Scientist gives readers an all-access pass to the museum
Giant reptilian skeletons, stuffed birds and groups of marginally behaved, uniform - clad school children. These are, perhaps, the images that spring to mind when we think of a museum of natural history. In his book Dry Storeroom No. 1: The Secret Life of the Natural History Museum, Richard Fortey takes us on a tour behind this familiar stage and shows us the important research and documentation that takes place in the vast wings of an internationally important museum - where the public, including screaming school children, rarely follows.
Fortey should know; he spent much of his working life at London's Natural History Museum where he was until recently a senior paleontologist. He's been a fellow of the Royal Society since 1997 and is the author of acclaimed books on natural history, including Life: A Natural History of the First Four Billion Years of Life on Earth. Fortey makes an impressive case, early on, for the tremendous importance of the Natural History Museum, especially the part of it that flies under the radar of the press and public consciousness. One chapter invites the reader to open a few of the thousands of drawers that rest in the museum's backstage. Inside each drawer is a beautifully laid out and scientifically important display that helps the world understand, for instance, the relationship between various molluscs or leafing plants. Such displays and collections are essential to tracking species' names and cataloging new species and placing them with their relatives as they are discovered.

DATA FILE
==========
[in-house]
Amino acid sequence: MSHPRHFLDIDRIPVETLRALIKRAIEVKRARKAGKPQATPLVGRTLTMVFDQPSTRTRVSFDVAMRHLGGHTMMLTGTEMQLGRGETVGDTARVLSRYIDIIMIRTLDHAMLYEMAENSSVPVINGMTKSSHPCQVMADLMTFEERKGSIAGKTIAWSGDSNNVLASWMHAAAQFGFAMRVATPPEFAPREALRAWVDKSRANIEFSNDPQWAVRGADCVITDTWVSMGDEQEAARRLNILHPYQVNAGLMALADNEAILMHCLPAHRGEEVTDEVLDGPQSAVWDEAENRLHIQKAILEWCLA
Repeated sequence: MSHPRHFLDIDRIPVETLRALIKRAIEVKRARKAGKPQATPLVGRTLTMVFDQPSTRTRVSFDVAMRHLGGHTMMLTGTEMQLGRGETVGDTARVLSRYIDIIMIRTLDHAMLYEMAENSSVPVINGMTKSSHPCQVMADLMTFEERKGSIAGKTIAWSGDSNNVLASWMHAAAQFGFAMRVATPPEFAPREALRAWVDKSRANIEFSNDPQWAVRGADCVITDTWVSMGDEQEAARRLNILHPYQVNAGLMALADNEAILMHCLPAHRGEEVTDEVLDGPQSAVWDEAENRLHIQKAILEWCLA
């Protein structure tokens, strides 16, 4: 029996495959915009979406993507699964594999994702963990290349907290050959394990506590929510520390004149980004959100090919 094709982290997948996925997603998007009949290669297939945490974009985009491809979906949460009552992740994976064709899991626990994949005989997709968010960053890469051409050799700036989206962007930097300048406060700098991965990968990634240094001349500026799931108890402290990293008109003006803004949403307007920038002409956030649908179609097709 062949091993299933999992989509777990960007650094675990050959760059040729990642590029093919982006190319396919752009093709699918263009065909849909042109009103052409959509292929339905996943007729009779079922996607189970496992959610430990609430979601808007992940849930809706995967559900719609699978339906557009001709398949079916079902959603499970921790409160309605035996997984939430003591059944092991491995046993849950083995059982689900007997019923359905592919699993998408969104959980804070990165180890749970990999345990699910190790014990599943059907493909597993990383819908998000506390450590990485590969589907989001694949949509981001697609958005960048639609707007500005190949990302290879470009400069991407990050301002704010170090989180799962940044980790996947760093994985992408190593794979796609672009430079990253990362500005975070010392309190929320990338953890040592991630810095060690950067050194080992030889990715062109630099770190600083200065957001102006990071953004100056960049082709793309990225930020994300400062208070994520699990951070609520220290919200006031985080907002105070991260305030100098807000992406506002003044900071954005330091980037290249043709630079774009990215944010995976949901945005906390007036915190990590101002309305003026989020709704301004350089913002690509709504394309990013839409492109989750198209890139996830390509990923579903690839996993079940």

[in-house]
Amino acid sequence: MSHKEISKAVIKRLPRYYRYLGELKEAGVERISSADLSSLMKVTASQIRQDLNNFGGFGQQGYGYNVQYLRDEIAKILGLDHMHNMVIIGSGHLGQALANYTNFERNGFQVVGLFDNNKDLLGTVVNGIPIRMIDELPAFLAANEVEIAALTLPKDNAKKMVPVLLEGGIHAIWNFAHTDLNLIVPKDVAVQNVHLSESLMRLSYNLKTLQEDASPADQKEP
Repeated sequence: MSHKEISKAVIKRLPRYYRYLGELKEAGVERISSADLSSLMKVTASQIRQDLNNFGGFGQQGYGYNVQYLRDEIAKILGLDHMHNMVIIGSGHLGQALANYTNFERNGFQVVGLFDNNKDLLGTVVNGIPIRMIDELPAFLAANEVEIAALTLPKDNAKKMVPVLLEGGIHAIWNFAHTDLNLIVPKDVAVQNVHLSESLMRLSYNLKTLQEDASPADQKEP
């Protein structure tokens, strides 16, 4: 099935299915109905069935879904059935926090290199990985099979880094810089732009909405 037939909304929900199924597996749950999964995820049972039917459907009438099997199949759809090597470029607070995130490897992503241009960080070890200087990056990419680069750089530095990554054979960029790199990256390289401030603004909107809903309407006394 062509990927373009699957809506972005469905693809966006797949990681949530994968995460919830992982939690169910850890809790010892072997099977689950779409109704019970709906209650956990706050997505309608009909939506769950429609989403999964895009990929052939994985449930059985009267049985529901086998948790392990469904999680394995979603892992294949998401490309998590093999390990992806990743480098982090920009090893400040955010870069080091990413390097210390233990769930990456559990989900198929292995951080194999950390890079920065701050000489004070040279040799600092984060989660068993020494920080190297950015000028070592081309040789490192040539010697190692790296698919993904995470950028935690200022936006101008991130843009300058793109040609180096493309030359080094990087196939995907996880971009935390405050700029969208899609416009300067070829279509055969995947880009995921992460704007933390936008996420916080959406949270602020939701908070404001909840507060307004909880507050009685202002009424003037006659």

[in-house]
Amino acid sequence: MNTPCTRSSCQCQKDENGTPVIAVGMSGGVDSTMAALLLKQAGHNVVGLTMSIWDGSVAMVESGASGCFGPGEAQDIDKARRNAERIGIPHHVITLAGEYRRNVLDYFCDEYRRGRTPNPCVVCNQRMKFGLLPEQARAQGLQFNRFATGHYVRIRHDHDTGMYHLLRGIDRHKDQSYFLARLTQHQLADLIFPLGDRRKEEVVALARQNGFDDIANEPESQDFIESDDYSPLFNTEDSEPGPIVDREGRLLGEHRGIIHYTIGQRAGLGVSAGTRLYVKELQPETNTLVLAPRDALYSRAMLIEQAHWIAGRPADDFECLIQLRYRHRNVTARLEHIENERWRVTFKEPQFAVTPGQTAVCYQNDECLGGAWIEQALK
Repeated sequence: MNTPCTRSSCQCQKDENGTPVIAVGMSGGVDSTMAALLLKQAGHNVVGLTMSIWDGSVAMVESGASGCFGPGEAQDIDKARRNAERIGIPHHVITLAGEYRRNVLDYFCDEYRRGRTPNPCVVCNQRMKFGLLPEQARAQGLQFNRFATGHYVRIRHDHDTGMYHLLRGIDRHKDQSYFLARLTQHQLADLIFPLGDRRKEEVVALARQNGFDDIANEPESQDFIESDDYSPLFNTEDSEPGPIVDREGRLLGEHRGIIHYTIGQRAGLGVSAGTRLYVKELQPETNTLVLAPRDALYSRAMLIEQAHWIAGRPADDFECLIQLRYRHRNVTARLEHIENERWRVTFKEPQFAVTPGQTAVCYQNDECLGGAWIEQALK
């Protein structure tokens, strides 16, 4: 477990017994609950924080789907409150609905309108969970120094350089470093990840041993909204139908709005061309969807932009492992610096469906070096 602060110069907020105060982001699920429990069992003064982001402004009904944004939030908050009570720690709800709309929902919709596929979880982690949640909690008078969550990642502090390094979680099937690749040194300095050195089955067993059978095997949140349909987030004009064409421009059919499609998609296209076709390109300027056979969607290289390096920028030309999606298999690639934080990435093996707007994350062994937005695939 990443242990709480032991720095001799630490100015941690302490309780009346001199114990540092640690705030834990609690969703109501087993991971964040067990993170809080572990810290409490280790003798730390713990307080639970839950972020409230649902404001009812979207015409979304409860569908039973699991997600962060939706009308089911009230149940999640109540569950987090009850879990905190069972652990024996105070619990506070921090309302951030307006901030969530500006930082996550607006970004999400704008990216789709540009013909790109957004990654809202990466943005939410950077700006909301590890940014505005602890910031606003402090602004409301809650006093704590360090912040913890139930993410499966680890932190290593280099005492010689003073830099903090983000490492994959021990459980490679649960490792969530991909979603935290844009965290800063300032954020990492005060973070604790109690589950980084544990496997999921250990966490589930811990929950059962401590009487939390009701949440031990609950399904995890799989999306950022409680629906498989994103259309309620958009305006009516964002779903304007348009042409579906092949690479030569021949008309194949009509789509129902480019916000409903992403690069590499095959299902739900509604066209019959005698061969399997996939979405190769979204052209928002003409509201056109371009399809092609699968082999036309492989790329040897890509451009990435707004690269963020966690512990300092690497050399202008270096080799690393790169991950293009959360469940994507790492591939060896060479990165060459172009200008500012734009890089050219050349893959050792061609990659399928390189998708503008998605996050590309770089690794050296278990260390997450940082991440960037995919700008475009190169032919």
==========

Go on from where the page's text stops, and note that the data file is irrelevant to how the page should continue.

Dry Storeroom No. 1 also has a lot to offer to the non-scientist, aided by Fortey's witty, approachable writing style. His account of how staff at his museum uncovered the Piltdown Man fraud will be of interest to practically everyone. And the sacking of a high-ranking museum scientist who could not resist the lure of Nessie, the fabled Loch Ness monster, makes entertaining reading. Fortey also reports on his peer, Martin Hall, who should be - but isn't - in the history books for saving Africa. Hall, also a Natural History Museum scientist, discovered a flesh-eating worm in African livestock before it became an apocalyptic plague. When African officials didn't immediately believe him, he bred some of the worms' larvae in his hotel room. An ensuing sterilization program saved the continent's agricultural industry and possibly also prevented the worm from crossing over into the wildlife population. "It would have been an unprecedented catastrophe for an already blighted continent," Fortey writes.
Fortey's previous books offer glimpses into our geological past; this one conveys a fascinating look behind the scenes of an institution rich in the tradition of scientific curiosity. Walking past impressive displays of dinosaur bones, creepy crawlies, and other items, Fortey goes deep into the museum's private spaces to spotlight ongoing research into our planet's history, showing how it contributes to our understanding of Earth's present and future.
Lynn Hamilton writes from Tybee Island, Georgia.